Monday 9 July 2018
Not only do Thomas Flinn's Pax saws have a history going back to 1776 but the company is bang up to date with their detailed website, which covers most saws that a craftsman could want, even two-man crosscutting saws.
The saws on test here are a 26in 4 1/2tpi ripsaw and a 22in 10tpi panelsaw. Both are taper-ground and breasted so that only a few teeth are in contact with the timber, making for easier sawing.
I was unaware that such beasts were still made, so it was a pleasant surprise to find a brand-new one to test. My workshop's small-capacity machines cannot saw through thick boards so ripping down the grain is a bit of a challenge, especially when a large lump of timber is involved… not anymore though. This one sailed through 75mm-thick elm with the minimum of effort and was a real pleasure to use.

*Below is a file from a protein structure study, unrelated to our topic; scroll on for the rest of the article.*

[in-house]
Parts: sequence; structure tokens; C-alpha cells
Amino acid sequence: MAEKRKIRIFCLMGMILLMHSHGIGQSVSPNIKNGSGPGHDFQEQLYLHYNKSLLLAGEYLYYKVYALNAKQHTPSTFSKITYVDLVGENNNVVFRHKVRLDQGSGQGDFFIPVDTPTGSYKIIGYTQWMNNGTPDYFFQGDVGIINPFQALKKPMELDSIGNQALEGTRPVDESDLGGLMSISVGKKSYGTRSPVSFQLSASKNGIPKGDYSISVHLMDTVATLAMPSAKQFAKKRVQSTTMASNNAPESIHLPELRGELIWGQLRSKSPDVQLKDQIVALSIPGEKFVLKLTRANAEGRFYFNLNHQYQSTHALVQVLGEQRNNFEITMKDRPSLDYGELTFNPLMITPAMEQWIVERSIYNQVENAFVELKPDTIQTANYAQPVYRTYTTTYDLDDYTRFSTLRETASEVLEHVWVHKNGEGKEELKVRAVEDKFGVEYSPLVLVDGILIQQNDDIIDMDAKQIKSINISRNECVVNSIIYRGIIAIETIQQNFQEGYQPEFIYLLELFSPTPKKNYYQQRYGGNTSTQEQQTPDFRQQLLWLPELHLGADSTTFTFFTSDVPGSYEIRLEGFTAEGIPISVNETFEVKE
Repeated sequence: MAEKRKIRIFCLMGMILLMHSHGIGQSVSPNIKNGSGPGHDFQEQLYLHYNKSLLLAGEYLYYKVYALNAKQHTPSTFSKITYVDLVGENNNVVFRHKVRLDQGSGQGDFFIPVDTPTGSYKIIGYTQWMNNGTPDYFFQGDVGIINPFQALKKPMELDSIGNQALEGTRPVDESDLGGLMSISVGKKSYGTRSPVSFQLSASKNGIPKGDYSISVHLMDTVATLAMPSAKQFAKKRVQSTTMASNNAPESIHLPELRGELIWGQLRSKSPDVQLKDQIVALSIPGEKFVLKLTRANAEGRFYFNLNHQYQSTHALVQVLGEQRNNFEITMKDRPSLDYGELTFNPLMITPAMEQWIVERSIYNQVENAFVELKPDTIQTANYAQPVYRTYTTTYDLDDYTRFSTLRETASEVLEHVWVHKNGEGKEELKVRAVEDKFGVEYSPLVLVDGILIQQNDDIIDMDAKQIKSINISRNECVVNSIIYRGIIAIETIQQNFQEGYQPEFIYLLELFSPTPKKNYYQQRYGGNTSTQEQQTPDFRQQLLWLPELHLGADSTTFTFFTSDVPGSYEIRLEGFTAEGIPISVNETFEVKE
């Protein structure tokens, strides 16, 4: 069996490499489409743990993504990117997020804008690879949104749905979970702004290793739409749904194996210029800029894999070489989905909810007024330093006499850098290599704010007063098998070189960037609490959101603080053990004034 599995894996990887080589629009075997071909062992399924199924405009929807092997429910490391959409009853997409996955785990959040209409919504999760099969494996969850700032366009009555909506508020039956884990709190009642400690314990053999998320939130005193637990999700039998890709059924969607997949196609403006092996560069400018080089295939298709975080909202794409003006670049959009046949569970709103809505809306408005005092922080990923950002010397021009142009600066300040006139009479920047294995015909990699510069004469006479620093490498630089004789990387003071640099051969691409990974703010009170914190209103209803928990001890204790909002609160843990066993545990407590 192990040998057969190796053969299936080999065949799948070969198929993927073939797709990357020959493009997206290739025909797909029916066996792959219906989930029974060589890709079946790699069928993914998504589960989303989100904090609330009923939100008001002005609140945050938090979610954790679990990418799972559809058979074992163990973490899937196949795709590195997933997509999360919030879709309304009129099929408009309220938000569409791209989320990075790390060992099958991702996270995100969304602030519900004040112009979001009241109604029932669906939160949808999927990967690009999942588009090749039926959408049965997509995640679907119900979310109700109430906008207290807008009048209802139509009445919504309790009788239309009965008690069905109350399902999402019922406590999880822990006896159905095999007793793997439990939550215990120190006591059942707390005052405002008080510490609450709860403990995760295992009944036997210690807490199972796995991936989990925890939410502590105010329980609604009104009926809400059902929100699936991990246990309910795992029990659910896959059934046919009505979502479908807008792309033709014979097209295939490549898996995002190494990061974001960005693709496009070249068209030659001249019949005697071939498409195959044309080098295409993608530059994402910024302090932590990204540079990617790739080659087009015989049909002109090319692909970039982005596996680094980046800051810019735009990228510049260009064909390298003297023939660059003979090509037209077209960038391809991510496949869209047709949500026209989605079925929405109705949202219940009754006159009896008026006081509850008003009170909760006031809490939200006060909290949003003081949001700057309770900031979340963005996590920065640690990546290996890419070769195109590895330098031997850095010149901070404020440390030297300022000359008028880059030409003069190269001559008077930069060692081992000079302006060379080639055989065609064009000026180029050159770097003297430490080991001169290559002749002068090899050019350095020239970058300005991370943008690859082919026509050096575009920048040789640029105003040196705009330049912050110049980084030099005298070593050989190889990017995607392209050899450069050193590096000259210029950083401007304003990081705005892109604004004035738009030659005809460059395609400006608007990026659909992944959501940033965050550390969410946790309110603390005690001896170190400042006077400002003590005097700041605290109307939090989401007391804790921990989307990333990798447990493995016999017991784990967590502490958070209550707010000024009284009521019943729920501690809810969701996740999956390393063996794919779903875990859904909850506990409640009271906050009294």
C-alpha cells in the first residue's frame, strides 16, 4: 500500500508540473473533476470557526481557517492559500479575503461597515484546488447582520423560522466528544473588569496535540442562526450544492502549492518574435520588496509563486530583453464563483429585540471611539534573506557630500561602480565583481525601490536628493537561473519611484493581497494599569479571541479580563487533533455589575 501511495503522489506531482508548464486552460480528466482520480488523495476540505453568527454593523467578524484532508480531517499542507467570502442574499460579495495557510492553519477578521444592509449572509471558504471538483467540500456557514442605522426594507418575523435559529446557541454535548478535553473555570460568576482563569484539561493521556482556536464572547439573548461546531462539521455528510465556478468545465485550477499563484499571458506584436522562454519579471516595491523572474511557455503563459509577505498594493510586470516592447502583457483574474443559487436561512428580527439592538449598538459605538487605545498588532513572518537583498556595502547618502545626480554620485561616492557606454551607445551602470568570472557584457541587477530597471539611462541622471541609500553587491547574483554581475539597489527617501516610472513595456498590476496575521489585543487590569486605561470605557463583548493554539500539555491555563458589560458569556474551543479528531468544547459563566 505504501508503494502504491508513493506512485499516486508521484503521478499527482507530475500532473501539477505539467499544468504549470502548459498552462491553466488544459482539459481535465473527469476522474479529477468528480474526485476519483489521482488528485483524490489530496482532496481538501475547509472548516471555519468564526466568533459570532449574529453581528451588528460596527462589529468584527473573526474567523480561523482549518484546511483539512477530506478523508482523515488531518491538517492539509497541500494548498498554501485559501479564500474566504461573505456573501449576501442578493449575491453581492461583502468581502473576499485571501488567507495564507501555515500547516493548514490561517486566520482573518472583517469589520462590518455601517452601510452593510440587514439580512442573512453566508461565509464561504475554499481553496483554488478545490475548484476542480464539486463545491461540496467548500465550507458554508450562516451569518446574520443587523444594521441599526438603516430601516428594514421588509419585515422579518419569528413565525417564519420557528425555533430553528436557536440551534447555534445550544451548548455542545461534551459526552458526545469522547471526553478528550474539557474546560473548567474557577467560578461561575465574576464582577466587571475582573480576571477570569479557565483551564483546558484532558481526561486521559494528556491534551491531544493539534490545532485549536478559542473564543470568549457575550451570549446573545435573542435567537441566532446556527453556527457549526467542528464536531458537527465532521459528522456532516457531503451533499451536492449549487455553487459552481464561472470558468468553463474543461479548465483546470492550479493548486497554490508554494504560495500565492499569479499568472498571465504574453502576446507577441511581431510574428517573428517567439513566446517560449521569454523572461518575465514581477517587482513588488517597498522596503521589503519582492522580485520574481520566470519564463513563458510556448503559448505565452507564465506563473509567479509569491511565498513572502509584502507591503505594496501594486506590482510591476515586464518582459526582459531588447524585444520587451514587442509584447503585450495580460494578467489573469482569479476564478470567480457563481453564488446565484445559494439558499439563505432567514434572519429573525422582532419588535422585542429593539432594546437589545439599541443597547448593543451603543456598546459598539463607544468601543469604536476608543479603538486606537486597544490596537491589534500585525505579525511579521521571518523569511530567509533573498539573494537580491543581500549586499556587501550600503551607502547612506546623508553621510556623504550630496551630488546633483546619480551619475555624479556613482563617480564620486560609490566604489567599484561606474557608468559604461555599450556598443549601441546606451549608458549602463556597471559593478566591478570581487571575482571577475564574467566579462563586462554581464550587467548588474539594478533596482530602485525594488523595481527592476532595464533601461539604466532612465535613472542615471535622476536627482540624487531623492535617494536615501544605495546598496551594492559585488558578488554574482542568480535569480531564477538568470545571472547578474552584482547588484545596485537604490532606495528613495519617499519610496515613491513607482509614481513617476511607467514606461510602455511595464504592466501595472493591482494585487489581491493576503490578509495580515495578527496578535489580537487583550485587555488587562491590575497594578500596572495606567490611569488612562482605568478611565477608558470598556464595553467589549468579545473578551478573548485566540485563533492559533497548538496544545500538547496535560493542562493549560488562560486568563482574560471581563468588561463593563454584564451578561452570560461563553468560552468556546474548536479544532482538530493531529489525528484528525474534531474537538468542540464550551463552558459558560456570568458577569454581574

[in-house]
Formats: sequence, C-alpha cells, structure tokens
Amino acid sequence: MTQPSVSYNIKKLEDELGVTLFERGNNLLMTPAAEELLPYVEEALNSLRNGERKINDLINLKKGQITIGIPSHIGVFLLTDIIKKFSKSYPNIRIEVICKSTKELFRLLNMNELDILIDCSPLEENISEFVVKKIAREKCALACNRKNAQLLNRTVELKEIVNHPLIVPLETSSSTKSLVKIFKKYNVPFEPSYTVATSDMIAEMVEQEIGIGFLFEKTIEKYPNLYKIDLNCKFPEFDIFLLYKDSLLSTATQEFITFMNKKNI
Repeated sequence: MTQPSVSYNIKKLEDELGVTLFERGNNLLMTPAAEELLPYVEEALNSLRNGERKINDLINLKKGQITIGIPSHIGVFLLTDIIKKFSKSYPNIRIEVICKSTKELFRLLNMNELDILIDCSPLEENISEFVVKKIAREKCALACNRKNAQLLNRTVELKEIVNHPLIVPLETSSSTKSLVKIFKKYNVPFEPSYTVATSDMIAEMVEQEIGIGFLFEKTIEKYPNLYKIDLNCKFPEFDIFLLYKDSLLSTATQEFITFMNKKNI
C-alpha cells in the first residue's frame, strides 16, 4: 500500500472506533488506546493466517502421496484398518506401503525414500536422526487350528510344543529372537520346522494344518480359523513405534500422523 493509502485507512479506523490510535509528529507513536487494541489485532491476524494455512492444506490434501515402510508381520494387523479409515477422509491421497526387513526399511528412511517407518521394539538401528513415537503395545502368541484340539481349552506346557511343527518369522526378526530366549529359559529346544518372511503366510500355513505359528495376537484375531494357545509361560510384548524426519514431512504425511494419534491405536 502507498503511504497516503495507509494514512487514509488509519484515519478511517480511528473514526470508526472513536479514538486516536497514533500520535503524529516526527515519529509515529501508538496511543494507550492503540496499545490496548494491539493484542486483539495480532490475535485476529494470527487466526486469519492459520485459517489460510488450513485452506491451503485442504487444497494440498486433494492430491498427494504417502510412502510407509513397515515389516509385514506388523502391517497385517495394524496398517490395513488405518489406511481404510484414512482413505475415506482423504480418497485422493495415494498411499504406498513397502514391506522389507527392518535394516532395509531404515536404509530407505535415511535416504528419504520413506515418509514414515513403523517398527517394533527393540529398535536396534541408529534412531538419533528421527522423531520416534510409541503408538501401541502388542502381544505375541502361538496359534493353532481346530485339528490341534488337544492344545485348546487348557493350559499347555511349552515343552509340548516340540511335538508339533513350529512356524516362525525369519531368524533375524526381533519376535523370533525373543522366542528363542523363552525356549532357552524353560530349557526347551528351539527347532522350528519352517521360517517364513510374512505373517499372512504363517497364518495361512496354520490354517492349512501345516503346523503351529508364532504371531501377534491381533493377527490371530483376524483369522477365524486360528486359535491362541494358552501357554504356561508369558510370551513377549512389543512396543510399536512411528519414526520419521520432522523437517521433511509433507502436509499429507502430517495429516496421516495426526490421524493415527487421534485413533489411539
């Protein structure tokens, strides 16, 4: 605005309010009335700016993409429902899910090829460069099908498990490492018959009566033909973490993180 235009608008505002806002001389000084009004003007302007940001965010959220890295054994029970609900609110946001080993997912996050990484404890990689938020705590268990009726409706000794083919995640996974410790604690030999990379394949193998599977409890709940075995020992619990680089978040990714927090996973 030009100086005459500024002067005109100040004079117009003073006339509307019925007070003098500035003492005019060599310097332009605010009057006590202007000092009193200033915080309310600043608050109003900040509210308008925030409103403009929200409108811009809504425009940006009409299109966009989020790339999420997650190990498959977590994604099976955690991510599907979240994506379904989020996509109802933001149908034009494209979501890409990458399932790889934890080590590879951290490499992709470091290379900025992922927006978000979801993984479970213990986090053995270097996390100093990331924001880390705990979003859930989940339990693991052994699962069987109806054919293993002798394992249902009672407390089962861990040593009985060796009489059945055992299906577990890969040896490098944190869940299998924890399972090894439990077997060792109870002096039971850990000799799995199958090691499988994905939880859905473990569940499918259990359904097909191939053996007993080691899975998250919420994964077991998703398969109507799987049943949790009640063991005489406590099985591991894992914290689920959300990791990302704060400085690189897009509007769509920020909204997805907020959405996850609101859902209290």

The panel saw was equally impressive. I cramped a board of 18mm blockboard to my Workmate, scribed a line across and proceeded to cut… and the saw made very short work of it.
As I said last month I wasn't keen on the rather harsh beech handles, but in the tradition of many craftsmen you could easily make or adapt a handle that you are comfortable with.
These are fine saws, the ripsaw especially being very useful in a small workshop. They are Sheffield made so have the tradition of British toolmaking behind them and are user re-sharpenable – a long-term asset in any toolkit.